For while Bob Peeters’ previously unflappable back four has become a little flimsy in the past week or so, it’s up top where there’s a general call for more.
Without Igor Vetokele, Charlton have been forced to call on an inconsistent forward in Tucudean, a teenager in Karlan Ahearne-Grant and deploy the likes of Franck Moussa and Frederic Bulot in an unnatural position.
In fact, even with Vetokele, the Addicks are somewhat reliant on the Angolan. With only seven goals scored in the nine games since the start of September, some support for the currently injured forward would seemingly be vital.
Of course, all of Charlton’s problems in attack will be solved once Simon Church returns, but until then, it’s an issue that needs addressing.
Make use of the senior forwards already available
If only for a few days, Tucudean’s performance against Bolton Wanderers convinced Charlton fans they were in no desperate need of additional forwards.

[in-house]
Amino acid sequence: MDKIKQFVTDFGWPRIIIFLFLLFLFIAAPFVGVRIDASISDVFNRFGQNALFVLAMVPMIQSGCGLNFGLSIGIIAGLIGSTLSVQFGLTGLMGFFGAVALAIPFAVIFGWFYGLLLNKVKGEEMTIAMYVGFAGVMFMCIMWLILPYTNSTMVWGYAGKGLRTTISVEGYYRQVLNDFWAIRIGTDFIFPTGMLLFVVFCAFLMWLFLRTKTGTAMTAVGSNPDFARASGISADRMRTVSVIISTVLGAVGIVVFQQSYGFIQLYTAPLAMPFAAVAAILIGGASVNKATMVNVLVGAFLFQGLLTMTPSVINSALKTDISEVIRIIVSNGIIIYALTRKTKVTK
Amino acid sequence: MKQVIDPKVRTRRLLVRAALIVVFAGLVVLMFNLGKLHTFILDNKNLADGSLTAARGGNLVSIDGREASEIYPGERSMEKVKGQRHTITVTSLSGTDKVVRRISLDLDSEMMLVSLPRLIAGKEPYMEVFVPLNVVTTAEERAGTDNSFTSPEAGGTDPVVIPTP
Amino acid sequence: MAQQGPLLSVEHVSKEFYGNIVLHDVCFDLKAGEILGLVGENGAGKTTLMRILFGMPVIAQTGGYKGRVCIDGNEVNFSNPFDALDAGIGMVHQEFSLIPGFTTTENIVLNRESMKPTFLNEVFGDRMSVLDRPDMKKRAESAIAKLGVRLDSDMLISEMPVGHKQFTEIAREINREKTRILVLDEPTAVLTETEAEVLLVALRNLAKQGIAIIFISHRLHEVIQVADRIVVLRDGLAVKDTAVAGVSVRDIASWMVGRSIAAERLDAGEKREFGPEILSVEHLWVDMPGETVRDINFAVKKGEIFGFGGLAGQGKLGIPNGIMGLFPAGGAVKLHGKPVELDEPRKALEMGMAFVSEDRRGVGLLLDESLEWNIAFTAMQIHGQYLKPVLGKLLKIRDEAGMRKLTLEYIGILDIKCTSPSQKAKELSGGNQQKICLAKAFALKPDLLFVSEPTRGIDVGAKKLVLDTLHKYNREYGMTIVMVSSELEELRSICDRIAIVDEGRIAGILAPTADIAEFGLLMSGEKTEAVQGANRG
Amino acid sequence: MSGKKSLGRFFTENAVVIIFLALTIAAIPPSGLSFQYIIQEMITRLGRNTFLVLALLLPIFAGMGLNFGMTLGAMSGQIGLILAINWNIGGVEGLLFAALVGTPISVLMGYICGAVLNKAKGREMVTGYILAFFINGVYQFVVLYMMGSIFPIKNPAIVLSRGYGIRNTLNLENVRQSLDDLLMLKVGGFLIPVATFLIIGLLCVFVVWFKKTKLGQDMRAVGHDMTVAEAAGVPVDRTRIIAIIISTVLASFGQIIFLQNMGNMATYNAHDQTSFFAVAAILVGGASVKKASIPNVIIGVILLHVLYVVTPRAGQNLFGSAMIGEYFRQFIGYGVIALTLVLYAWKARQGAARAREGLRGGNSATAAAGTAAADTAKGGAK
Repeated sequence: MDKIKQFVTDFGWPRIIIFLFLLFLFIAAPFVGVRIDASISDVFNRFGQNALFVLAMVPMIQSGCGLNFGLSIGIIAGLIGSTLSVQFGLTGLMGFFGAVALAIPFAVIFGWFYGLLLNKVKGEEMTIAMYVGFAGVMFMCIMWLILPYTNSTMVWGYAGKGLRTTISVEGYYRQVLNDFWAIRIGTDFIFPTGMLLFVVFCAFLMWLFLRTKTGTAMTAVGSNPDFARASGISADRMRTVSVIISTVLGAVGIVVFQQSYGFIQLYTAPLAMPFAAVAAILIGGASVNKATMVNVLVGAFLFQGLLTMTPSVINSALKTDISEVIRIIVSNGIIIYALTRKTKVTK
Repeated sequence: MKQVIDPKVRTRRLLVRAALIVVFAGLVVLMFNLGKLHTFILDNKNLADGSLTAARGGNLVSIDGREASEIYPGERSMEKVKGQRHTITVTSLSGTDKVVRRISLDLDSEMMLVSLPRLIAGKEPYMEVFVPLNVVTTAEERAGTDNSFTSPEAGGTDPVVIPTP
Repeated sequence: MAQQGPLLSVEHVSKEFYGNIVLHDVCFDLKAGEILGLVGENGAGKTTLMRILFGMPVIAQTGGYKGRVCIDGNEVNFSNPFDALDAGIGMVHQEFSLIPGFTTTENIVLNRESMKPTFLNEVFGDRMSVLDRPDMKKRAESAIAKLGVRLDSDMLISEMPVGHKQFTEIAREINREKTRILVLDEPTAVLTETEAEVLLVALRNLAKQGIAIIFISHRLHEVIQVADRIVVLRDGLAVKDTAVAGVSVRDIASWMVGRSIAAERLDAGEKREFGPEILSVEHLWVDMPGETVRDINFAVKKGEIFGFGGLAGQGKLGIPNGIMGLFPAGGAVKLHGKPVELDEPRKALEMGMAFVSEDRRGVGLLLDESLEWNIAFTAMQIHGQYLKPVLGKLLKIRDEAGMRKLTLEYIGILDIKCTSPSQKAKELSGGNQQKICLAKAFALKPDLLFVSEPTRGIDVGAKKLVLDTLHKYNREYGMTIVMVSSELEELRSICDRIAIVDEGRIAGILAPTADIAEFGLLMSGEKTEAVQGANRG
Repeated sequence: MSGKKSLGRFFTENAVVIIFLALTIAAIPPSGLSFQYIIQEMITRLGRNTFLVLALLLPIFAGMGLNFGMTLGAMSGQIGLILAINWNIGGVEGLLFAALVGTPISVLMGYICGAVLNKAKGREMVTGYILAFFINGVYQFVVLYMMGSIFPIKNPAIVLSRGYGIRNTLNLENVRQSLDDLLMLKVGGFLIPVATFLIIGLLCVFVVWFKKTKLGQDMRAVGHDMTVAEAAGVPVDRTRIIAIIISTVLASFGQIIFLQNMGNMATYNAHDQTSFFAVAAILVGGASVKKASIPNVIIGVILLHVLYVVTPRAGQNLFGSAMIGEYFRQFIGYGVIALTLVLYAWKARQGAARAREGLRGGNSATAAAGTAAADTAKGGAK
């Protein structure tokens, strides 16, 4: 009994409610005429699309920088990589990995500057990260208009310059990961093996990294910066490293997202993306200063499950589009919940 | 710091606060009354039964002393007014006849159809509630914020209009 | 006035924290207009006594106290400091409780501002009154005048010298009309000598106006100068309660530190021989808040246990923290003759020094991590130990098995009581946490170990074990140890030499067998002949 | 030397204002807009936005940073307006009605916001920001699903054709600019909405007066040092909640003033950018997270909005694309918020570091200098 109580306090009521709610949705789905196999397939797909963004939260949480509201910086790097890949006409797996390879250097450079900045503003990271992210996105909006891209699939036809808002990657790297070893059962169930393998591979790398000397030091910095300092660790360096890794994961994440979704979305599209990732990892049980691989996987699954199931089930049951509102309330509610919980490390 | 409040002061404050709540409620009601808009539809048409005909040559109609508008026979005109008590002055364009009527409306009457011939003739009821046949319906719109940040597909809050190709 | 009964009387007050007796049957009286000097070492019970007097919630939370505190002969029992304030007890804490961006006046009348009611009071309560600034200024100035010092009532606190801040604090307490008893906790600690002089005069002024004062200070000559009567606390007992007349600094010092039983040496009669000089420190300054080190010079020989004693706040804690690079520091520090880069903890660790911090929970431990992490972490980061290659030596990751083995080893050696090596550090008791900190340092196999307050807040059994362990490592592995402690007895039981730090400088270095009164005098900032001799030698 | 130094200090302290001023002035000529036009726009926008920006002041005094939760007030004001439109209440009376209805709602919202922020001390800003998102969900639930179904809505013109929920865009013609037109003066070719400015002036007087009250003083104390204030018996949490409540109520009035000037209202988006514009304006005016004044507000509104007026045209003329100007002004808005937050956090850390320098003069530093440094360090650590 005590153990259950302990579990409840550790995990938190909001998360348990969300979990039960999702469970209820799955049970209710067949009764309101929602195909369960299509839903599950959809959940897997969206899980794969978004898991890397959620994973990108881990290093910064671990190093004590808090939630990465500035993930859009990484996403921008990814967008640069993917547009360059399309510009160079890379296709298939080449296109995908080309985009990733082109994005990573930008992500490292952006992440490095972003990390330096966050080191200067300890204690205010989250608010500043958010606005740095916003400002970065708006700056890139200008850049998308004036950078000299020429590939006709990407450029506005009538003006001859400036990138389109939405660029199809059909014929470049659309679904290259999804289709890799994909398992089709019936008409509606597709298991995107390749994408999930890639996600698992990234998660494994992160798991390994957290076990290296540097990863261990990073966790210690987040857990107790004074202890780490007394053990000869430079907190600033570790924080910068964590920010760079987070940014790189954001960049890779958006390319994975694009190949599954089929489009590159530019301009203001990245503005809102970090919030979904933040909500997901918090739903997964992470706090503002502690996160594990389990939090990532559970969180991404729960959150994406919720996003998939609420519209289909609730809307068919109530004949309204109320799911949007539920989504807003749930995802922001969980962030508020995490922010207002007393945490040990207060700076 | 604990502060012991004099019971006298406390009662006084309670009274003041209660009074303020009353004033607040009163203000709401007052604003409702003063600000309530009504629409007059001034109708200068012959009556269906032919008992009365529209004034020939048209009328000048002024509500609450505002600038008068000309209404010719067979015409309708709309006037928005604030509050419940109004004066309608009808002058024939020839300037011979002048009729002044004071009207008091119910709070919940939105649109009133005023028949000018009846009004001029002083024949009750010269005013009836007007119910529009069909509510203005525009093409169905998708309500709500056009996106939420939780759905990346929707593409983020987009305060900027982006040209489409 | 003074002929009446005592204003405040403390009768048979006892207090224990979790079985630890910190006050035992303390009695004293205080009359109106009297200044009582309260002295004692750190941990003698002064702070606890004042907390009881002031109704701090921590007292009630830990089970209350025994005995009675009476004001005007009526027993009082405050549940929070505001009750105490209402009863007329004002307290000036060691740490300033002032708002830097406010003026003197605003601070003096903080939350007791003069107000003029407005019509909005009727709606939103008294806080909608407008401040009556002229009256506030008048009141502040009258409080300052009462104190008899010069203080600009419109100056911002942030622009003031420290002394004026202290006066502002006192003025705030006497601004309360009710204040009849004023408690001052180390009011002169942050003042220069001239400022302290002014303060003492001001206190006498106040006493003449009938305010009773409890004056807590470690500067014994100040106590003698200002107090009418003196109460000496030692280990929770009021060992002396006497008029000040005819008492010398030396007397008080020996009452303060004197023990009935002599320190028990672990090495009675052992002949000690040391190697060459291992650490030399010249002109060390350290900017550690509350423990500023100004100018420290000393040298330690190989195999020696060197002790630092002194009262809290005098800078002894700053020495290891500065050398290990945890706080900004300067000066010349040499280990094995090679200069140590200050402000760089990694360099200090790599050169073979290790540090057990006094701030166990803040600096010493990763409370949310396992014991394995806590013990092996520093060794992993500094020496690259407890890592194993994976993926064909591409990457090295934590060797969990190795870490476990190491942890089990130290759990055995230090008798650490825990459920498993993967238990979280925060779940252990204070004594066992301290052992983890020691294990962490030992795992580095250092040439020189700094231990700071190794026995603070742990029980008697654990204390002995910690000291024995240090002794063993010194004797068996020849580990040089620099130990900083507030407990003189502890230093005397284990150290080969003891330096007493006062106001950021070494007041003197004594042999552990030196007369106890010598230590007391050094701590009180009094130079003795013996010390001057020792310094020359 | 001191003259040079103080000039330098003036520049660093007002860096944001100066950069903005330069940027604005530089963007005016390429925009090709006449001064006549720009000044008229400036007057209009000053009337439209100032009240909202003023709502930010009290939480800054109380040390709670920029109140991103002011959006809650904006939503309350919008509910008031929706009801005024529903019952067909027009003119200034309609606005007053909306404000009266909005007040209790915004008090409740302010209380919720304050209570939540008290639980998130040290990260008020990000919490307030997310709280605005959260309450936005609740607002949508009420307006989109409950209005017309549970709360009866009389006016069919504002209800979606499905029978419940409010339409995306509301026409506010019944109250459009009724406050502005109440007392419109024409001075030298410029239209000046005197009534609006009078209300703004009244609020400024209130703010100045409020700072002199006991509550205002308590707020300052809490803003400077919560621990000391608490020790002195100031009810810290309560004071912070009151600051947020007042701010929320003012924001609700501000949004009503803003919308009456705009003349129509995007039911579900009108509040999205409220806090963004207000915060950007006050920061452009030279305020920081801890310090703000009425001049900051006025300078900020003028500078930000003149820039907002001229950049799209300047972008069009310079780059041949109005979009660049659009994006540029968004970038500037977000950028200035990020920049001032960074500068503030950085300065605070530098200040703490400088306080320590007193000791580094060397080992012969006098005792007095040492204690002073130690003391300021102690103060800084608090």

For Tucudean, after a less than impressive start to the game, was superb. His goal was well taken, his assist for Johnnie Jackson’s strike clever and unselfish, and his all-round play improved as the game progressed.
But the Romanian’s display at Craven Cottage on Friday night was a reminder that asking for him to consistently deliver his probably asking too much. In fact, only in two games for the Addicks, against Derby County and Bolton, has Tucudean looked competent.
And even when Vetokele does return, the evidence so far suggests the former Standard Liege man isn’t quite the ideal man to partner the Angolan. Although not for the want of trying, Tucudean’s ability in the air and hold up play isn’t quite good enough.
Nonetheless, supporting Tucudean may have its benefits; a run of games may be what he needs to find some confidence and a level of consistency.
It would also, of course, be the cheapest option, while the likes of Franck Moussa, Frederic Bulot and Johann Berg Gudmundsson can provide alternative options in attack if needed.
Bu having to rely on players that might perform and pushing wingers up top shouldn’t be the solution. Not making an addition to the forward line when it is so desperately needed would be somewhat naive.
Throw Karlan Ahearne-Grant into the deep end